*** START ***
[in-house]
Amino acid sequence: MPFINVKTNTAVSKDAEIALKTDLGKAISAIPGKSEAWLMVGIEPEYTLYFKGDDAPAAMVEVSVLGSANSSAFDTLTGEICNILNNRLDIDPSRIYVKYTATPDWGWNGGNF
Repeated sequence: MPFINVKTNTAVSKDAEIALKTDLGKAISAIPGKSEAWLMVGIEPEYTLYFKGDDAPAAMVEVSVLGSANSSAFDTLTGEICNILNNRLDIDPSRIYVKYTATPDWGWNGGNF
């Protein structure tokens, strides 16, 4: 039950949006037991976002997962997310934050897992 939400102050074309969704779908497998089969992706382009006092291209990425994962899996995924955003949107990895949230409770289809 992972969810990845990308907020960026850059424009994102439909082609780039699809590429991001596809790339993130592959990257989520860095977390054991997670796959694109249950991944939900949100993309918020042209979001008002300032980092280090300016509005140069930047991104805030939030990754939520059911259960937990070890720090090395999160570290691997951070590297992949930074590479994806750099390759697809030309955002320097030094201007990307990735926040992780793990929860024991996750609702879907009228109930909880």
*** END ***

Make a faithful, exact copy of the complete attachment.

[in-house]
Amino acid sequence: MPFINVKTNTAVSKDAEIALKTDLGKAISAIPGKSEAWLMVGIEPEYTLYFKGDDAPAAMVEVSVLGSANSSAFDTLTGEICNILNNRLDIDPSRIYVKYTATPDWGWNGGNF
Repeated sequence: MPFINVKTNTAVSKDAEIALKTDLGKAISAIPGKSEAWLMVGIEPEYTLYFKGDDAPAAMVEVSVLGSANSSAFDTLTGEICNILNNRLDIDPSRIYVKYTATPDWGWNGGNF
């Protein structure tokens, strides 16, 4: 039950949006037991976002997962997310934050897992 939400102050074309969704779908497998089969992706382009006092291209990425994962899996995924955003949107990895949230409770289809 992972969810990845990308907020960026850059424009994102439909082609780039699809590429991001596809790339993130592959990257989520860095977390054991997670796959694109249950991944939900949100993309918020042209979001008002300032980092280090300016509005140069930047991104805030939030990754939520059911259960937990070890720090090395999160570290691997951070590297992949930074590479994806750099390759697809030309955002320097030094201007990307990735926040992780793990929860024991996750609702879907009228109930909880």